"The federal government requires calorie labels at chain restaurants (such as McDonald’s and Burger King)"
Despite the additional intrusiveness of requiring action by private institutions, this nudge still earned 83.2 percent overall approval.
"The federal government requires labels on products that have unusually high levels of salt; for example, 'This product has been found to contain unusually high levels of salt, which may be harmful to your health'"
Opposition to Hungary's recently passed tax on salty snacks and tight regulation on salt labeling may have been reflected in the relatively lower acceptance there for this nudge.
"The federal government requires a 'traffic light' system for food by which healthy foods would be sold with a small green label, unhealthy foods with a small red label, and foods that are neither especially healthy nor especially unhealthy with a small yellow label"
Sunstein found the level of support for this nudge "surprising" given the political debate in many European countries has shown "considerable skepticism about such labelling."
"A state law requires all large grocery stores to place their most healthy foods in a prominent, visible location."
These types of "choice by default" are often the most prominent and effective nudges, he says. They tend to stick because of inertia or the informational signal they contain across diverse cultures.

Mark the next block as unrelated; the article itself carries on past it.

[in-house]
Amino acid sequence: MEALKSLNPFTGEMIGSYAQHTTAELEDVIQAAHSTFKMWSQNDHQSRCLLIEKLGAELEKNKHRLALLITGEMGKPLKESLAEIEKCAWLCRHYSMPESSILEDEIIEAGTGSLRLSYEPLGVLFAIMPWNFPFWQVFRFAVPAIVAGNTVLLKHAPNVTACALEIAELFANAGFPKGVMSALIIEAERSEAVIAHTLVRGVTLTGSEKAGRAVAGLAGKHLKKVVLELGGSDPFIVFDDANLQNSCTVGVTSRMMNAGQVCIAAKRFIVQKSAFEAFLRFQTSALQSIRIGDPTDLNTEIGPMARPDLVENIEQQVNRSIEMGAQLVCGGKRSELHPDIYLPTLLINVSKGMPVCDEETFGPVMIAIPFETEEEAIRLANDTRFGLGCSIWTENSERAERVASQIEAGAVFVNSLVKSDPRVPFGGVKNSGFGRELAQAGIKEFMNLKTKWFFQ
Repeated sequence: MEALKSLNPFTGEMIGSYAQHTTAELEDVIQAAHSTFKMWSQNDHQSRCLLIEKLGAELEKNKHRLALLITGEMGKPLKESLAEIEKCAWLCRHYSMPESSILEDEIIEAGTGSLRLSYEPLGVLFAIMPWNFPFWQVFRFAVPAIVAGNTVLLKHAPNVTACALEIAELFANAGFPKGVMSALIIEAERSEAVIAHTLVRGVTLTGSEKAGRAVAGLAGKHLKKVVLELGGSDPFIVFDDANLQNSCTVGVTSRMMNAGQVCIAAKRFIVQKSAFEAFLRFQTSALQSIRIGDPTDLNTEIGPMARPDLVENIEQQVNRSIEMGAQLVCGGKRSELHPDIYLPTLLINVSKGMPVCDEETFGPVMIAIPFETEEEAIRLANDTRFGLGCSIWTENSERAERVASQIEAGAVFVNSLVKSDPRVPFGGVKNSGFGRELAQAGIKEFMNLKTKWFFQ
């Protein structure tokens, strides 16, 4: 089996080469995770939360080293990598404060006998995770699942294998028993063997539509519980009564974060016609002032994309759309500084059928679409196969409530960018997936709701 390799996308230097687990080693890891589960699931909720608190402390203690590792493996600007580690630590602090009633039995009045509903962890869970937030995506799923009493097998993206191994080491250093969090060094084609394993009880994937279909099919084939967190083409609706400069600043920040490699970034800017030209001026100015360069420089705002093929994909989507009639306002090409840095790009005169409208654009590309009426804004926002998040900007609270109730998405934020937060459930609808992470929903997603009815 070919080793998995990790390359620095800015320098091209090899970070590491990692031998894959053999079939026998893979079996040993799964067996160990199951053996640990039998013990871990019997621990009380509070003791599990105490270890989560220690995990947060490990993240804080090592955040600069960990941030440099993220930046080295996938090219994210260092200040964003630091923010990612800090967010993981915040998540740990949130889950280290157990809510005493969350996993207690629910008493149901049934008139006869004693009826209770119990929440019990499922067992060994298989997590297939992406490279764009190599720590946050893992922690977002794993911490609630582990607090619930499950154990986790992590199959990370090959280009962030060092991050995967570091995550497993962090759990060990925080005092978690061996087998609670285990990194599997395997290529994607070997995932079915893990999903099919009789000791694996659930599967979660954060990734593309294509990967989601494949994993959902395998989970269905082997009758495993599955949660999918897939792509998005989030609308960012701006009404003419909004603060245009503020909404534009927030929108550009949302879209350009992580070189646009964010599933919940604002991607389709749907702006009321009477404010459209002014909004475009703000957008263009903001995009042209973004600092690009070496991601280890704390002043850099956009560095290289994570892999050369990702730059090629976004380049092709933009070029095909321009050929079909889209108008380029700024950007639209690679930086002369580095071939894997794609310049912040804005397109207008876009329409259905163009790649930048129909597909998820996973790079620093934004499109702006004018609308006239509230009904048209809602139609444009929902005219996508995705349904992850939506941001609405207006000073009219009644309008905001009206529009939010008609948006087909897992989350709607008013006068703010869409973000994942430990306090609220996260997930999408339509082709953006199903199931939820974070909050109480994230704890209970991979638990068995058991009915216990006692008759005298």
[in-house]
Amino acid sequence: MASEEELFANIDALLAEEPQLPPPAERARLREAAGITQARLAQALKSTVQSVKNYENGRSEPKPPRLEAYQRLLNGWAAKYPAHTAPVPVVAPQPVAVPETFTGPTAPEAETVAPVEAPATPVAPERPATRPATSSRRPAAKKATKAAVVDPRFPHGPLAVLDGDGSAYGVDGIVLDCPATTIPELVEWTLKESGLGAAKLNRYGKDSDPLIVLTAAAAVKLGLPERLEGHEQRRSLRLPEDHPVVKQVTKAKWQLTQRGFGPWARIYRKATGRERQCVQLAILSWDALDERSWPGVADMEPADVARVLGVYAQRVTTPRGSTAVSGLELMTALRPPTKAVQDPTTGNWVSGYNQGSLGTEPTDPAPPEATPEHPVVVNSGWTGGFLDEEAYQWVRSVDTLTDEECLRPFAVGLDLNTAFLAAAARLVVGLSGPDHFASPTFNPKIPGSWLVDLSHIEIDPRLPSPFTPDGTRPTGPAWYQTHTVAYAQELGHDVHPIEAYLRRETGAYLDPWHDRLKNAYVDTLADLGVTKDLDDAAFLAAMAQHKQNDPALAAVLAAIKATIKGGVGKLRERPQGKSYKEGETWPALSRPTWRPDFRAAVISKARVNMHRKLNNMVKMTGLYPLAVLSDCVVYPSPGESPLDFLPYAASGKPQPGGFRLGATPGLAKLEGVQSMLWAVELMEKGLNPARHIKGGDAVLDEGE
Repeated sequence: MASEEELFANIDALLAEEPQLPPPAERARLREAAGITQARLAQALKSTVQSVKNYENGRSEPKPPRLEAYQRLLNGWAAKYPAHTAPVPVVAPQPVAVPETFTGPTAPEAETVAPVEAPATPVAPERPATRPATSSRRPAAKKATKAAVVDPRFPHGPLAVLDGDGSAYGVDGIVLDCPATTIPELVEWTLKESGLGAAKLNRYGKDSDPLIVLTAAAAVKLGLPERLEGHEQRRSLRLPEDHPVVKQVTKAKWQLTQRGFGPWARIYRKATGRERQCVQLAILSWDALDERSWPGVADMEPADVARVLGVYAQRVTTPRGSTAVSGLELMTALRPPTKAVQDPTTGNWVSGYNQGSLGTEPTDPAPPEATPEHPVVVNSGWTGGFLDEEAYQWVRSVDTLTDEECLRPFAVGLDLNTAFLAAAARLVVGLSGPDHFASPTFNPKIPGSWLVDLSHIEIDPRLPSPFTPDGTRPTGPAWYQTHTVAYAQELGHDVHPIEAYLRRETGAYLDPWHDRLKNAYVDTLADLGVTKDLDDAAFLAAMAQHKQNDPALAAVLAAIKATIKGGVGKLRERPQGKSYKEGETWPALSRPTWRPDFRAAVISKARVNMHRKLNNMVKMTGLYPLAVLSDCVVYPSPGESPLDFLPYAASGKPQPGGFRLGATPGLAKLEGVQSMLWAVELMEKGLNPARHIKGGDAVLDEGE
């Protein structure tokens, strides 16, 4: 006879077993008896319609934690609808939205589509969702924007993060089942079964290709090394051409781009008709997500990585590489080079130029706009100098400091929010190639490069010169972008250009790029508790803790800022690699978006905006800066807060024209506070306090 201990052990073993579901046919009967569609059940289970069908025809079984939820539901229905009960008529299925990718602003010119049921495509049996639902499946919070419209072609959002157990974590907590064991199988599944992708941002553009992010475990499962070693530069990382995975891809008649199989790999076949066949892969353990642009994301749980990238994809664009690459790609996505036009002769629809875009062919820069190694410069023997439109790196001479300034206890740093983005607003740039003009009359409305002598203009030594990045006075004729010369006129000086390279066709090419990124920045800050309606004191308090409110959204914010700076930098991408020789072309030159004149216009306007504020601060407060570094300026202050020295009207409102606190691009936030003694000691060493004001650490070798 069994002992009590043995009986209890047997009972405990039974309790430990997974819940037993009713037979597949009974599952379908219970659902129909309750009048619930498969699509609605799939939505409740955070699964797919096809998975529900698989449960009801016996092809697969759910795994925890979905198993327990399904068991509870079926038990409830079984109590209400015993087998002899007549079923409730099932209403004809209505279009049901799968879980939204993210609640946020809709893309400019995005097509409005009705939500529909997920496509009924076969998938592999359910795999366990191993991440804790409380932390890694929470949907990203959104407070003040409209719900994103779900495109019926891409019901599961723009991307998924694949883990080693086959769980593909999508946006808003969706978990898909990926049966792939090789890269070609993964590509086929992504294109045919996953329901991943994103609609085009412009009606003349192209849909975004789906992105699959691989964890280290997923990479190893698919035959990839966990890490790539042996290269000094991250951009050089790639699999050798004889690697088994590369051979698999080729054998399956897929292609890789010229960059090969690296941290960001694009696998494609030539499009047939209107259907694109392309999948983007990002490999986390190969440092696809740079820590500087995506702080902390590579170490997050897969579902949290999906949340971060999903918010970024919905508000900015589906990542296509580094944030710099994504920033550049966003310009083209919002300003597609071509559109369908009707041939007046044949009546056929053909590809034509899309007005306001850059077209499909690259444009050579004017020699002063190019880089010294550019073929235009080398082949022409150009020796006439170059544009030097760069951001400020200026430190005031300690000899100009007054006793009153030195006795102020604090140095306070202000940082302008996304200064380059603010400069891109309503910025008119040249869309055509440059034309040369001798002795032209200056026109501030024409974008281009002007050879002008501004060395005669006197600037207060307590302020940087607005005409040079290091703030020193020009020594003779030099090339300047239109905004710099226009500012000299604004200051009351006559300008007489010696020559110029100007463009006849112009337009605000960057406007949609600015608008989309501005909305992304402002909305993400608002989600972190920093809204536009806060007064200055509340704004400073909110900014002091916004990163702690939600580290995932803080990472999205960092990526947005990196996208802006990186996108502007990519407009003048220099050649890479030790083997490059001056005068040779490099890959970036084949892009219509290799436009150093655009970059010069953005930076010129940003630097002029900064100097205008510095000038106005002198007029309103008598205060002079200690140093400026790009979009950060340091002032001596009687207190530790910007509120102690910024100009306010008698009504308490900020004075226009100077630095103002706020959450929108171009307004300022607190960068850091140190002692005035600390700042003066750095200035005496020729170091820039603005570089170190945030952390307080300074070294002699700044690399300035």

"To halt the rising obesity problem, the federal government requires large supermarket chains to keep cashier areas free of sweets"
Both these nudges are currently being tested by retailers in some European countries, perhaps to stave off harsher regulation through voluntary action. Approval rates overall are high.
"For reasons of public health and climate protection, the federal government requires cafeterias in public institutions (e.g., schools, public administration offices) to have one meat-free day per week"
Because choice editing eliminates choice in a particular setting, it can be regarded as intrusion that goes beyond a simple nudge, Sunstein writes. Nevertheless the majority in all but two countries found it appealing.
"The federal government requires movie theaters to provide subliminal advertisements (i.e., advertisements that go by so quickly that individuals are not consciously aware of them) designed to discourage individuals from smoking and overeating"
Although Sunstein believes this practice to go beyond the bounds of nudge and into "manipulation," 43 percent of respondents overall still approved, with a "puzzling" near-majority in the United Kingdom.
Critics of this kind of behaviorally based regulation protest that citizens don't like to be nudged by their governments, because nudges are manipulative, paternalistic and subject to the biases and assumptions of the nudger, he writes. Those questions of whether noncoercive influences can threaten both the autonomy and dignity of citizens is a valid question, Sunstain acknowledges in another of his books, The Ethics of Influence. But he dismisses those concerns, at least in the abstract, arguing instead that "both choice architecture and nudges are inevitable, and it is therefore pointless to wish them away," and that when you consider the ends that are at stake the means are justified—even mandatory on ethical grounds—as long as government makes it transparent that it's manipulating its citizens.